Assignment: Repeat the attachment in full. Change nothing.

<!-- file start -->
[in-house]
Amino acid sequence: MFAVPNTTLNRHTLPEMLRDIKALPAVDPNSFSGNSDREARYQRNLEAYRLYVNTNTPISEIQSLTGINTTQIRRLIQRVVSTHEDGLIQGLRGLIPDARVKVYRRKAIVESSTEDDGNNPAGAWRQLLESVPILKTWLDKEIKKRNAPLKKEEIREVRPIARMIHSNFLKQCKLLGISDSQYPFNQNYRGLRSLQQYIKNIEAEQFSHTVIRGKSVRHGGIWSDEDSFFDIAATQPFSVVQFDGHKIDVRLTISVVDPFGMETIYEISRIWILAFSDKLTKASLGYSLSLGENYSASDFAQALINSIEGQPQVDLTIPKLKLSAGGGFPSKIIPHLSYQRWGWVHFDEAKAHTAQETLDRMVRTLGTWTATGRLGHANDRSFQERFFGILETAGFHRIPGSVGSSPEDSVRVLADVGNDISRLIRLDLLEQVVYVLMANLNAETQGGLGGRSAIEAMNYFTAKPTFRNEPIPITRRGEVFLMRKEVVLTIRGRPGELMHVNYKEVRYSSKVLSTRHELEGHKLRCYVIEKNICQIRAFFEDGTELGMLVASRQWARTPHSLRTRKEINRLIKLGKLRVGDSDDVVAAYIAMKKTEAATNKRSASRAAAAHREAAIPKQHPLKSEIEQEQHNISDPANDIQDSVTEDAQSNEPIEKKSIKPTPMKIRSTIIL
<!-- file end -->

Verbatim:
[in-house]
Amino acid sequence: MFAVPNTTLNRHTLPEMLRDIKALPAVDPNSFSGNSDREARYQRNLEAYRLYVNTNTPISEIQSLTGINTTQIRRLIQRVVSTHEDGLIQGLRGLIPDARVKVYRRKAIVESSTEDDGNNPAGAWRQLLESVPILKTWLDKEIKKRNAPLKKEEIREVRPIARMIHSNFLKQCKLLGISDSQYPFNQNYRGLRSLQQYIKNIEAEQFSHTVIRGKSVRHGGIWSDEDSFFDIAATQPFSVVQFDGHKIDVRLTISVVDPFGMETIYEISRIWILAFSDKLTKASLGYSLSLGENYSASDFAQALINSIEGQPQVDLTIPKLKLSAGGGFPSKIIPHLSYQRWGWVHFDEAKAHTAQETLDRMVRTLGTWTATGRLGHANDRSFQERFFGILETAGFHRIPGSVGSSPEDSVRVLADVGNDISRLIRLDLLEQVVYVLMANLNAETQGGLGGRSAIEAMNYFTAKPTFRNEPIPITRRGEVFLMRKEVVLTIRGRPGELMHVNYKEVRYSSKVLSTRHELEGHKLRCYVIEKNICQIRAFFEDGTELGMLVASRQWARTPHSLRTRKEINRLIKLGKLRVGDSDDVVAAYIAMKKTEAATNKRSASRAAAAHREAAIPKQHPLKSEIEQEQHNISDPANDIQDSVTEDAQSNEPIEKKSIKPTPMKIRSTIIL